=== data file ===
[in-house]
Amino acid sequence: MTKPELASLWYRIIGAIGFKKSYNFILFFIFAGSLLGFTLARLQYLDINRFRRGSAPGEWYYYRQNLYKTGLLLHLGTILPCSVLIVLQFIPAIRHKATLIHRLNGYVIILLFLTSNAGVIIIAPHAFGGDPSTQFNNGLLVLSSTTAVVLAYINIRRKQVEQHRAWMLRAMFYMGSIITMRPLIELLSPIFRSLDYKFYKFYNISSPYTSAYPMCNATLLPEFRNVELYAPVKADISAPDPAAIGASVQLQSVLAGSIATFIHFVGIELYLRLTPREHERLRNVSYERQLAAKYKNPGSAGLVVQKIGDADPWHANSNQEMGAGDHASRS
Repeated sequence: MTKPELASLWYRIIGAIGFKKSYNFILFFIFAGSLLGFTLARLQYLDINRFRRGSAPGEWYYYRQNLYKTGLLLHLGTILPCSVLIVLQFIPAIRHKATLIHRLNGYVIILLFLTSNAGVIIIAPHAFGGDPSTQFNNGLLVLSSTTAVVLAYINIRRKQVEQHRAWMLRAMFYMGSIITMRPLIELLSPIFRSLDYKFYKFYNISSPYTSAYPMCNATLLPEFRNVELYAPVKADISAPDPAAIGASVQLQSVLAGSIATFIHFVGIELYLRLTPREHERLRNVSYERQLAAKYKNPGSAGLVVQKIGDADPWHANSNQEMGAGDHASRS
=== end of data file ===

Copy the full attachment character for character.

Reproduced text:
[in-house]
Amino acid sequence: MTKPELASLWYRIIGAIGFKKSYNFILFFIFAGSLLGFTLARLQYLDINRFRRGSAPGEWYYYRQNLYKTGLLLHLGTILPCSVLIVLQFIPAIRHKATLIHRLNGYVIILLFLTSNAGVIIIAPHAFGGDPSTQFNNGLLVLSSTTAVVLAYINIRRKQVEQHRAWMLRAMFYMGSIITMRPLIELLSPIFRSLDYKFYKFYNISSPYTSAYPMCNATLLPEFRNVELYAPVKADISAPDPAAIGASVQLQSVLAGSIATFIHFVGIELYLRLTPREHERLRNVSYERQLAAKYKNPGSAGLVVQKIGDADPWHANSNQEMGAGDHASRS
Repeated sequence: MTKPELASLWYRIIGAIGFKKSYNFILFFIFAGSLLGFTLARLQYLDINRFRRGSAPGEWYYYRQNLYKTGLLLHLGTILPCSVLIVLQFIPAIRHKATLIHRLNGYVIILLFLTSNAGVIIIAPHAFGGDPSTQFNNGLLVLSSTTAVVLAYINIRRKQVEQHRAWMLRAMFYMGSIITMRPLIELLSPIFRSLDYKFYKFYNISSPYTSAYPMCNATLLPEFRNVELYAPVKADISAPDPAAIGASVQLQSVLAGSIATFIHFVGIELYLRLTPREHERLRNVSYERQLAAKYKNPGSAGLVVQKIGDADPWHANSNQEMGAGDHASRS